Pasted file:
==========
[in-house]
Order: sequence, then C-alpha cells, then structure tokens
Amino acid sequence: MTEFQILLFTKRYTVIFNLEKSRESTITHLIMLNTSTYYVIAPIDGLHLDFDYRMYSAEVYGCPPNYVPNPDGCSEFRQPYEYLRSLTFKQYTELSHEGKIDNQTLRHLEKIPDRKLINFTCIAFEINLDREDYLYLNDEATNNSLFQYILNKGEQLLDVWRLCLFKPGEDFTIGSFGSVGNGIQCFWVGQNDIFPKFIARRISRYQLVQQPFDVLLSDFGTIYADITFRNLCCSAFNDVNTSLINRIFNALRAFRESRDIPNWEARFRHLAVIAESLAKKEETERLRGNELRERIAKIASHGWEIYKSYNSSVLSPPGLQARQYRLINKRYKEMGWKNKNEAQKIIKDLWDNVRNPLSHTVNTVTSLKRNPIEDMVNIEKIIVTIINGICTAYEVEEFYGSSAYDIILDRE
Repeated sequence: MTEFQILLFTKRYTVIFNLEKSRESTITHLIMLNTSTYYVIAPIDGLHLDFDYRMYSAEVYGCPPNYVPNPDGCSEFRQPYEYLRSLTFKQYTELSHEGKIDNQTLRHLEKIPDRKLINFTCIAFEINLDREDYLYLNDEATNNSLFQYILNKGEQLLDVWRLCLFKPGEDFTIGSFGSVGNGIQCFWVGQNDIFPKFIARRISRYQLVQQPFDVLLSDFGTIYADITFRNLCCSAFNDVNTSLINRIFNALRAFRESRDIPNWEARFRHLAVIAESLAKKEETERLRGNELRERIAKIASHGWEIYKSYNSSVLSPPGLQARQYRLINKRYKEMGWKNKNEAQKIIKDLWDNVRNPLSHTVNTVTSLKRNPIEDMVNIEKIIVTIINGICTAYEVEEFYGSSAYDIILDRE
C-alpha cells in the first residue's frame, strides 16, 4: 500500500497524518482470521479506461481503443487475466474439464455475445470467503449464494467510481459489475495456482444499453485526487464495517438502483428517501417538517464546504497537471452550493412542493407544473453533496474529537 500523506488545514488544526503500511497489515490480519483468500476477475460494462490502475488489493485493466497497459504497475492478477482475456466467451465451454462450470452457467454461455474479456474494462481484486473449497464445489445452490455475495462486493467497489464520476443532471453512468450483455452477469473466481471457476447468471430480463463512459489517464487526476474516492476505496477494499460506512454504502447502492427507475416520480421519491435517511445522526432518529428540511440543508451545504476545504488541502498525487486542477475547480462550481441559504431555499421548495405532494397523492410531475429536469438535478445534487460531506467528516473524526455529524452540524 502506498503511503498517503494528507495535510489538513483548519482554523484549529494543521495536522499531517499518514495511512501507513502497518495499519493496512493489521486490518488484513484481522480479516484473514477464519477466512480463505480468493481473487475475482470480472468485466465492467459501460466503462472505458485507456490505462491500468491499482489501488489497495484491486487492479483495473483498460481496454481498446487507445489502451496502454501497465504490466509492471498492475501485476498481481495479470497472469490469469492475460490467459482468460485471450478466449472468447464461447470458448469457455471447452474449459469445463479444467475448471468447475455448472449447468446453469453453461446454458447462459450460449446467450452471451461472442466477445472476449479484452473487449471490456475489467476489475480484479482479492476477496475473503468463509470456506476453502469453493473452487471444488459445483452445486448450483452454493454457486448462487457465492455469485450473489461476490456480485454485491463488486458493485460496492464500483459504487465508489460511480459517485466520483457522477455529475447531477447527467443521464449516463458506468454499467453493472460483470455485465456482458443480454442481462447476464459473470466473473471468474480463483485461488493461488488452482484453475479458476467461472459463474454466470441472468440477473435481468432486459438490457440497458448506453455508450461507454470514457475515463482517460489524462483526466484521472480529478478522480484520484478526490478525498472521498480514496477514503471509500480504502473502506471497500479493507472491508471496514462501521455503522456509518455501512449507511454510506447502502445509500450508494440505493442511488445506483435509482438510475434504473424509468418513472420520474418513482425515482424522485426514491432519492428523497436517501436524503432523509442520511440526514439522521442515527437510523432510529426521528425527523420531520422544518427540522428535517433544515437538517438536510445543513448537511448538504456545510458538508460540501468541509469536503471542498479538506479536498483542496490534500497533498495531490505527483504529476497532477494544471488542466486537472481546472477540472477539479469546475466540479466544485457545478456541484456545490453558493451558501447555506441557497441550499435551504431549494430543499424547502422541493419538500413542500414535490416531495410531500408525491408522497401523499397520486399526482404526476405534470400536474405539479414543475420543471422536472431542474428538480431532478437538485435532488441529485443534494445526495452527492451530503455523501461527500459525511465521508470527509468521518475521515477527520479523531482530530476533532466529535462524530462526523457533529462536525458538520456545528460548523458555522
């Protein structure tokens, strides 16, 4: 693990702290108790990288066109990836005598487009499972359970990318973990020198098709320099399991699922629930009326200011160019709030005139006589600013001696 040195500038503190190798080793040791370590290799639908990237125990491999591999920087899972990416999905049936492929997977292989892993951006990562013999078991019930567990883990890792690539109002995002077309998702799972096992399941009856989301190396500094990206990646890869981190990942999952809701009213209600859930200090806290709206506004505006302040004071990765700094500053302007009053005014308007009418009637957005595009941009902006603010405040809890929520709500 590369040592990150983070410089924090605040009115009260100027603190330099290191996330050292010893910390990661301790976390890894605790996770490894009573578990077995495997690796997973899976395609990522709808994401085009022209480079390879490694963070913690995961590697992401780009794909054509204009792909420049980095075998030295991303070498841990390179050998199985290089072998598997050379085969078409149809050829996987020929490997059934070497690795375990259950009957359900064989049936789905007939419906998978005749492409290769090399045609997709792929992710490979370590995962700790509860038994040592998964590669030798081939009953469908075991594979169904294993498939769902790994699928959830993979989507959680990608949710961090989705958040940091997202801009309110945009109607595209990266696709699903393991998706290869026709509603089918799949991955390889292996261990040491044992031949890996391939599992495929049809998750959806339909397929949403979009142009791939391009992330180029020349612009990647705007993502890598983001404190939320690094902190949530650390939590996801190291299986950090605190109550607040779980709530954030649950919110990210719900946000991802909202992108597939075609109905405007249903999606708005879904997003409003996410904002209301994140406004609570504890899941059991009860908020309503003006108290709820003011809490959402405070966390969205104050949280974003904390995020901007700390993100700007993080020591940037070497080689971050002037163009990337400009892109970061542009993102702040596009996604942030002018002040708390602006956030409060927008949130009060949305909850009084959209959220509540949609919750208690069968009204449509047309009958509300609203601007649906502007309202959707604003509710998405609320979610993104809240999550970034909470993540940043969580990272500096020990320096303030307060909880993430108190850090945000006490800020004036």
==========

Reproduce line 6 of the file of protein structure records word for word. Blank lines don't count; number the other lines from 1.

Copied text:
């Protein structure tokens, strides 16, 4: 693990702290108790990288066109990836005598487009499972359970990318973990020198098709320099399991699922629930009326200011160019709030005139006589600013001696 040195500038503190190798080793040791370590290799639908990237125990491999591999920087899972990416999905049936492929997977292989892993951006990562013999078991019930567990883990890792690539109002995002077309998702799972096992399941009856989301190396500094990206990646890869981190990942999952809701009213209600859930200090806290709206506004505006302040004071990765700094500053302007009053005014308007009418009637957005595009941009902006603010405040809890929520709500 590369040592990150983070410089924090605040009115009260100027603190330099290191996330050292010893910390990661301790976390890894605790996770490894009573578990077995495997690796997973899976395609990522709808994401085009022209480079390879490694963070913690995961590697992401780009794909054509204009792909420049980095075998030295991303070498841990390179050998199985290089072998598997050379085969078409149809050829996987020929490997059934070497690795375990259950009957359900064989049936789905007939419906998978005749492409290769090399045609997709792929992710490979370590995962700790509860038994040592998964590669030798081939009953469908075991594979169904294993498939769902790994699928959830993979989507959680990608949710961090989705958040940091997202801009309110945009109607595209990266696709699903393991998706290869026709509603089918799949991955390889292996261990040491044992031949890996391939599992495929049809998750959806339909397929949403979009142009791939391009992330180029020349612009990647705007993502890598983001404190939320690094902190949530650390939590996801190291299986950090605190109550607040779980709530954030649950919110990210719900946000991802909202992108597939075609109905405007249903999606708005879904997003409003996410904002209301994140406004609570504890899941059991009860908020309503003006108290709820003011809490959402405070966390969205104050949280974003904390995020901007700390993100700007993080020591940037070497080689971050002037163009990337400009892109970061542009993102702040596009996604942030002018002040708390602006956030409060927008949130009060949305909850009084959209959220509540949609919750208690069968009204449509047309009958509300609203601007649906502007309202959707604003509710998405609320979610993104809240999550970034909470993540940043969580990272500096020990320096303030307060909880993430108190850090945000006490800020004036």